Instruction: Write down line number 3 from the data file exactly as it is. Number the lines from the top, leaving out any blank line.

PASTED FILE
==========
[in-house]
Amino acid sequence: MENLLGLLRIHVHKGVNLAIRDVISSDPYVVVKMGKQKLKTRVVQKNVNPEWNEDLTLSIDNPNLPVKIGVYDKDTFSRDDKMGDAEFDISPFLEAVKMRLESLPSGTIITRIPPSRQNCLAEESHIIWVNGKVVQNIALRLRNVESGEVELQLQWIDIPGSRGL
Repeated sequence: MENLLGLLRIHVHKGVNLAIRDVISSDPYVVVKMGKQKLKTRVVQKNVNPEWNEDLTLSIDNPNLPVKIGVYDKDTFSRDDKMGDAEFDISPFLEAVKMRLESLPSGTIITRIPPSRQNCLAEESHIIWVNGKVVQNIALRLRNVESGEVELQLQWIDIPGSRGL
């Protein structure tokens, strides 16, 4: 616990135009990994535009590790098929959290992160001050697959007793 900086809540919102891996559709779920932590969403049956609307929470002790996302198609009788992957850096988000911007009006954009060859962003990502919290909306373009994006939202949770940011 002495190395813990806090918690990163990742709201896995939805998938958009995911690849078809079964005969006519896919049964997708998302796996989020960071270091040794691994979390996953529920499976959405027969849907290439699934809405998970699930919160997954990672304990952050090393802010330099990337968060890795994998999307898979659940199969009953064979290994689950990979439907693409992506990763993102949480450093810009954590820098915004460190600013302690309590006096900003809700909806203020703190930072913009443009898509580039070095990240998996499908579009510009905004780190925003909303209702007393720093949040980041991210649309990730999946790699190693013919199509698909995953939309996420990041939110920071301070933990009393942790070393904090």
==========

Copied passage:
Repeated sequence: MENLLGLLRIHVHKGVNLAIRDVISSDPYVVVKMGKQKLKTRVVQKNVNPEWNEDLTLSIDNPNLPVKIGVYDKDTFSRDDKMGDAEFDISPFLEAVKMRLESLPSGTIITRIPPSRQNCLAEESHIIWVNGKVVQNIALRLRNVESGEVELQLQWIDIPGSRGL